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  • irishtimes.com - Posted: October 25, 2010 @ 6:47 pm

    How should we improve our commenting, debating and interactivity on irishtimes.com?

    Hugh Linehan

    With the rapid-fire speed for which we in mainstream media are renowned, I’m just getting around to acknowledging our delight here in The Irish Times at winning the Grand Prix award for Best Website in Ireland at the Irish Web Awards on October 16th. It was a great night, and the award means a lot to everyone in here who works hard to make the site better all the time.

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    Speaking of which… I made a commitment when accepting the other award we won, for Best Online Publication, that we would be redoubling our efforts in the next 12 months to make certain key improvements in what we do and how we do it. I and my colleagues are very aware that there are a considerable number of things we could do much better. It’s not that we don’t care about enhanced interactivity, better use of metadata, increased liveblogging, etc. But, we do have some quite complicated technological and organisational projects to undertake before we can realise our potential to the full.

    One key objective for us in 2011 is to make irishtimes.com a better platform for debate on key issues which are of concern to our user community. This objective will include (but isn’t restricted to) better integration with social media; faster publication speeds for users who are engaging in conversations; and a broader range of threads than is currently available through our Have Your Say comments facility.

     It would be ridiculous for us to embark on this project without asking you about it. So what would you like to see us do in this area? All ideas are welcome.

    • Hugh Linehan says:

      Helena – we’re starting to go down the rabbithole on this one – and my email is a matter of public record if we need to take it further – but I am able to right-click on headlines, summaries, latest and everything else and I’m given the full range of opening options.

    • Redking says:

      @Hugh Helena is correct on this one, at least using Internet Explorer 8. I did a test on the main page. Right-click on an item from the top menu (news, sport, business, etc.) and you’ll see the expected contextual menu for an anchor tag. Right-click on an article headline (Berlin bids to secure…) and instead the contextual menu for page whitespace appears. The anchor tag is not recognised.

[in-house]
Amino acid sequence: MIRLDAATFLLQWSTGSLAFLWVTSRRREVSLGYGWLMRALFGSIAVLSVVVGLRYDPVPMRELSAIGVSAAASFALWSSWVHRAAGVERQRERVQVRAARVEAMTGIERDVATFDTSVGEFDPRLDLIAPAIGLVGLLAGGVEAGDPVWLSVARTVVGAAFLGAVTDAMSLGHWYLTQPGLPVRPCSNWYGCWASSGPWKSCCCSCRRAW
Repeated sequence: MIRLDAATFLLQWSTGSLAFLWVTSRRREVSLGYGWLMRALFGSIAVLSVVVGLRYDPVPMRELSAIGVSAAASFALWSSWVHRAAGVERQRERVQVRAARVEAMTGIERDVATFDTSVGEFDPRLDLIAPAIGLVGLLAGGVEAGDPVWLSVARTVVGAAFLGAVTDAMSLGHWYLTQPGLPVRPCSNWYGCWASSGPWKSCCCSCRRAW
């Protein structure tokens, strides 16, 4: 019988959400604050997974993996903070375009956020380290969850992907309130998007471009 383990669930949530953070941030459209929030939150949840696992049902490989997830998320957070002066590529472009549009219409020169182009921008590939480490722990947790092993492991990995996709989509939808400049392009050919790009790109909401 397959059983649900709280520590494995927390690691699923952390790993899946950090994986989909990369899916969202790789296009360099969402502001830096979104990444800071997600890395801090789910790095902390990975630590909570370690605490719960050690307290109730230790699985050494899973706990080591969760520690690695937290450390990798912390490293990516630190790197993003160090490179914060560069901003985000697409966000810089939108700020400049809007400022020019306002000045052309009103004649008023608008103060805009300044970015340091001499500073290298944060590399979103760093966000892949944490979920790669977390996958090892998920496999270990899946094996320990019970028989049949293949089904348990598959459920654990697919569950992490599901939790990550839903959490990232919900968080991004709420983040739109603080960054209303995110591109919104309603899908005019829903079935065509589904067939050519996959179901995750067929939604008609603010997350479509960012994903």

• Mumblin' Deaf Ro says:

      Two suggestions for blog comments:

      1 – when you return to a blog post you should have the option to start reading at the latest new comment – most message boards have this

      2 – the ability to quote a previous post you are responding to, so that other readers know whom you are addressing.

    • Kev says:

      @Paul M – Sorry for the sourness. I just couldn’t think of any useful suggestions. I figured it’s not always better to stay silent rather than be negative; silence is can as easily indicate indifference. And I’d love a fig roll, thanks.

      How about if the best comments on the day’s articles were selected, at the end of each day, and were posted the following morning on an online ‘letters page’ ? This might be a way of giving commenters a format and style to aim for, as well as rewarding quality. Also, like the print edition letters page, it would allow readers to access a variety of insights, on articles they may not have otherwise read.

      The selection mechanism could be by IT staff moderation – and I suspect this would be best – or by commenters moderating each other (‘like’ / ‘dislike’), or maybe some hybrid of the two?

      Any solution, I think, should reward, or seek to exemplify, quality. Most online debates are awful (google image search: “internet argument”). Most comments on this forum and pretty much all others are awful. Interactivity is something people might say they want, but, in reality, we keep coming back to quality news sites, such as this one – I don’t think it’s for the interactivity.